Why You Need a 25-Week Vacation From Your Business

Last Updated Jun 29, 2011 8:13 PM EDT

Last week I had lunch with a friend of mine who claims by design he takes off about 25 weeks a year. No, he's not retired. Far from it. He runs a successful commercial real estate business that requires daily operational input.

So what am I missing? My friend believes he's more productive when he takes a LOT of time off. "I do my best thinking when I'm away from the office," he insists. Okay, I get that. It's hard for the brain to handle daily tactical activities and strategic thinking simultaneously. But why 25 weeks?

In the book, "The Power of Full Engagement," authors Jim Loehr and Tony Schwartz provide numerous examples and studies that prove the merits of taking time off. Doctors, military personnel, and athletes all perform better with more time off and relaxation. Why is it then that business owners don't take more time off?

Your family always has to share you. During vacation, your family has a blocked amount of time during which they finally don't have to share you with your employees and co-workers. When you don't take a sufficient amount of time off, you miss crucial opportunities to put your sole focus on caring, loving, and enjoying your family. When you have their full support, it's much easier to work guilt-free and longer when absolutely necessary.

Are you afraid that your company cannot exist without you? If so, that's a problem -- and it's one of the worst reasons to put off vacation time. Your time off forces others to step up in your absence and shows them they can make it without you for a time. Maybe we're afraid that when we're away and things are going well, we really do not make a difference. We are expendable, and we need regular jolts of humility to remind us of that. Great leaders create environments in which those doing the real work feel appreciated and trusted. If you never leave, in essence you're telling your employees that you don't trust them.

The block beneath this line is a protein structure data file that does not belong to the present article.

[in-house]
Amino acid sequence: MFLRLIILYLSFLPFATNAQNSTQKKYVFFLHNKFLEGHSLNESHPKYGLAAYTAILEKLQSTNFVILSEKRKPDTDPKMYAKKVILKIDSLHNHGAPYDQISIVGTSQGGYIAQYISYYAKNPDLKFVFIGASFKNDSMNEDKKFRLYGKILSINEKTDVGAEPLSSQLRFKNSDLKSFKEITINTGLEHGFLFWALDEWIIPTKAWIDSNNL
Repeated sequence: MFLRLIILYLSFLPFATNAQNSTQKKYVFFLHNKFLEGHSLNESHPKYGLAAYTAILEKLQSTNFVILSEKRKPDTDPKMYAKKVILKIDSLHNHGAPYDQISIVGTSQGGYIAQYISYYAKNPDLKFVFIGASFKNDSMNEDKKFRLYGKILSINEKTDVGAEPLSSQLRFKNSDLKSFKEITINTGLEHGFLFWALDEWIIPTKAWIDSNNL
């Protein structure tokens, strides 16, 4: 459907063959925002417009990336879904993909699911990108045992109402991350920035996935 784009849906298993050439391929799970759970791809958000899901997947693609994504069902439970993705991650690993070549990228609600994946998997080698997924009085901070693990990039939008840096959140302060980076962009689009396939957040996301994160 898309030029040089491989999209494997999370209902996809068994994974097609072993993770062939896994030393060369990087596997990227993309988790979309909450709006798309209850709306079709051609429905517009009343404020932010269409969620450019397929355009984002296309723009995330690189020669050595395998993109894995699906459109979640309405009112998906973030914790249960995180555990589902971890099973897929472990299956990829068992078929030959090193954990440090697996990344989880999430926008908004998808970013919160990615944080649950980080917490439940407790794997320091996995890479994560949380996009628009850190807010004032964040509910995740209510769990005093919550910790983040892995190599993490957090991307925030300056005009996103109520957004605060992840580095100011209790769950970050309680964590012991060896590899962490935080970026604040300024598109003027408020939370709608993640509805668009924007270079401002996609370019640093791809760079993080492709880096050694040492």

With unemployment so pervasive, no wonder people are protecting their respective turfs. We've heard about the quarterback who gets injured, then the second-stringer comes in and never relinquishes his job. People are fearful of being replaced. As the leader of your organization it is imperative that you take a LOT of time off. Your employees will probably get more done with you not there (they already tell you that when you've been away, right?...it's true), you'll come back refreshed and with many new ideas, and you'll find out who you can depend on.

Do you own your own business so that you can spend more time working? I understand that you're working because you're passionate about your business, but come on... wouldn't you really rather spend some time exploring an underground cavern, fishing, or visiting that destination you've always dreamed about?

Maybe you won't reach 25 weeks like my friend, but four weeks should be easy. Now I need to get back to work!

Photo courtesy of Flickr.com by Christian Haugen

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    Jay Steinfeld is the founder and CEO of Blinds.com, the industry leader in online window blinds sales. He is an Ernst and Young Entrepreneur of the Year. His company was named Best Place to Work in Houston, won the American Marketing Association's Marketer of the Year, and Steinfeld was named by the Houston Chronicle as Houston's top CEO in the under-150 employee category for the last 2 years.